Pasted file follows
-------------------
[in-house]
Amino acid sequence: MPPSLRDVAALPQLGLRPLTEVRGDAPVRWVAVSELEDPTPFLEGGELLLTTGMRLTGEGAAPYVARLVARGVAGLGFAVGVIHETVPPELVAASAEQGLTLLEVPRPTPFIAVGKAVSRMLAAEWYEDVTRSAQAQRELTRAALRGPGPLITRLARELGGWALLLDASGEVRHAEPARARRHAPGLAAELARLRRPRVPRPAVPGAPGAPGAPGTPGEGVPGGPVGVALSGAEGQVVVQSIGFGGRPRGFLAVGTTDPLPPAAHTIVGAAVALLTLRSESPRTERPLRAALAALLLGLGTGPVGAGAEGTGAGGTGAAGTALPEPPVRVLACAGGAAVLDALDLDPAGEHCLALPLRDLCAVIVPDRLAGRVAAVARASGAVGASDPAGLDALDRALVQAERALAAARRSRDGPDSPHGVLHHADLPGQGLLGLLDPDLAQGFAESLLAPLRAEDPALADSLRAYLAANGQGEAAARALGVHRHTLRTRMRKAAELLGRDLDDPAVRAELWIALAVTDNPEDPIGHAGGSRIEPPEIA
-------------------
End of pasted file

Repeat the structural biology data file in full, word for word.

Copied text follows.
[in-house]
Amino acid sequence: MPPSLRDVAALPQLGLRPLTEVRGDAPVRWVAVSELEDPTPFLEGGELLLTTGMRLTGEGAAPYVARLVARGVAGLGFAVGVIHETVPPELVAASAEQGLTLLEVPRPTPFIAVGKAVSRMLAAEWYEDVTRSAQAQRELTRAALRGPGPLITRLARELGGWALLLDASGEVRHAEPARARRHAPGLAAELARLRRPRVPRPAVPGAPGAPGAPGTPGEGVPGGPVGVALSGAEGQVVVQSIGFGGRPRGFLAVGTTDPLPPAAHTIVGAAVALLTLRSESPRTERPLRAALAALLLGLGTGPVGAGAEGTGAGGTGAAGTALPEPPVRVLACAGGAAVLDALDLDPAGEHCLALPLRDLCAVIVPDRLAGRVAAVARASGAVGASDPAGLDALDRALVQAERALAAARRSRDGPDSPHGVLHHADLPGQGLLGLLDPDLAQGFAESLLAPLRAEDPALADSLRAYLAANGQGEAAARALGVHRHTLRTRMRKAAELLGRDLDDPAVRAELWIALAVTDNPEDPIGHAGGSRIEPPEIA